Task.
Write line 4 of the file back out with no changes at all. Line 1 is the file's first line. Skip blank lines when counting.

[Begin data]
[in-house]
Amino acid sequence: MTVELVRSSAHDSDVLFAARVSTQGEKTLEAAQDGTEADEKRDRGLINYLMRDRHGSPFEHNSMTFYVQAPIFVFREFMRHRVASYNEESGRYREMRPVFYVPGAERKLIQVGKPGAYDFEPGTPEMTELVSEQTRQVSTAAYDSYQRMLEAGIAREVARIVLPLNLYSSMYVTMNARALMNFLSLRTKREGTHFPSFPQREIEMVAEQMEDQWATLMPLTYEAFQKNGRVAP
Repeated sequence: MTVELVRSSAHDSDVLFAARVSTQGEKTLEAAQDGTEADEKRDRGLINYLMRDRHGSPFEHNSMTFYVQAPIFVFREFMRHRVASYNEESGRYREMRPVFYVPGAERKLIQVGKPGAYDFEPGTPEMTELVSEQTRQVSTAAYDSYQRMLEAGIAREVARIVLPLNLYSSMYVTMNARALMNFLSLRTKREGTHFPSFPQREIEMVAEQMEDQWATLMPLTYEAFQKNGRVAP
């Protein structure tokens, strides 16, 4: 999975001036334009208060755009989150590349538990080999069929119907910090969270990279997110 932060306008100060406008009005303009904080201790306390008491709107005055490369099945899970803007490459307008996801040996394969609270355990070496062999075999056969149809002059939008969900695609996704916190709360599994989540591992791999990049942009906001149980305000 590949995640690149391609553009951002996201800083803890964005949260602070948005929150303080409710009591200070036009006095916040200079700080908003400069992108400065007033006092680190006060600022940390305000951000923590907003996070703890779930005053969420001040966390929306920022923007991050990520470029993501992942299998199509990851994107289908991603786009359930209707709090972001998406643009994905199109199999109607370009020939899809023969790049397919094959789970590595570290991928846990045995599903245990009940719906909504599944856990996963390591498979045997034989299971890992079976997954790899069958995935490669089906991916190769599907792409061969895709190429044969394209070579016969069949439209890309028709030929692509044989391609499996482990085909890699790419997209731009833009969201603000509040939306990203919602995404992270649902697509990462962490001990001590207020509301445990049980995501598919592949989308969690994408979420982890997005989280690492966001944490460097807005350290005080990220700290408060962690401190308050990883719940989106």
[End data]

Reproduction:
């Protein structure tokens, strides 16, 4: 999975001036334009208060755009989150590349538990080999069929119907910090969270990279997110 932060306008100060406008009005303009904080201790306390008491709107005055490369099945899970803007490459307008996801040996394969609270355990070496062999075999056969149809002059939008969900695609996704916190709360599994989540591992791999990049942009906001149980305000 590949995640690149391609553009951002996201800083803890964005949260602070948005929150303080409710009591200070036009006095916040200079700080908003400069992108400065007033006092680190006060600022940390305000951000923590907003996070703890779930005053969420001040966390929306920022923007991050990520470029993501992942299998199509990851994107289908991603786009359930209707709090972001998406643009994905199109199999109607370009020939899809023969790049397919094959789970590595570290991928846990045995599903245990009940719906909504599944856990996963390591498979045997034989299971890992079976997954790899069958995935490669089906991916190769599907792409061969895709190429044969394209070579016969069949439209890309028709030929692509044989391609499996482990085909890699790419997209731009833009969201603000509040939306990203919602995404992270649902697509990462962490001990001590207020509301445990049980995501598919592949989308969690994408979420982890997005989280690492966001944490460097807005350290005080990220700290408060962690401190308050990883719940989106």